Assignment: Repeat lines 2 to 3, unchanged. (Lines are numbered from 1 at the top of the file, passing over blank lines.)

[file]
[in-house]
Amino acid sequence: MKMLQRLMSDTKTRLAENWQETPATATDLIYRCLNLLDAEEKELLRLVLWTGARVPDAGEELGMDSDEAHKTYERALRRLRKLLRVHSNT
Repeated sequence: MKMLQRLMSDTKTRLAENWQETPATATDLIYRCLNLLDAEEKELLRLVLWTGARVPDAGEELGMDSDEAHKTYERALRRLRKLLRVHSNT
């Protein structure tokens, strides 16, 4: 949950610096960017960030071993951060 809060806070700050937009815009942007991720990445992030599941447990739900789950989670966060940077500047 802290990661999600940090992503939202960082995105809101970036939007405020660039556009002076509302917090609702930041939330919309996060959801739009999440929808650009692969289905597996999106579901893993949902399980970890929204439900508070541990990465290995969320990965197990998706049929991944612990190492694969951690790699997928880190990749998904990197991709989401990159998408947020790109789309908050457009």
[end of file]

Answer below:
Amino acid sequence: MKMLQRLMSDTKTRLAENWQETPATATDLIYRCLNLLDAEEKELLRLVLWTGARVPDAGEELGMDSDEAHKTYERALRRLRKLLRVHSNT
Repeated sequence: MKMLQRLMSDTKTRLAENWQETPATATDLIYRCLNLLDAEEKELLRLVLWTGARVPDAGEELGMDSDEAHKTYERALRRLRKLLRVHSNT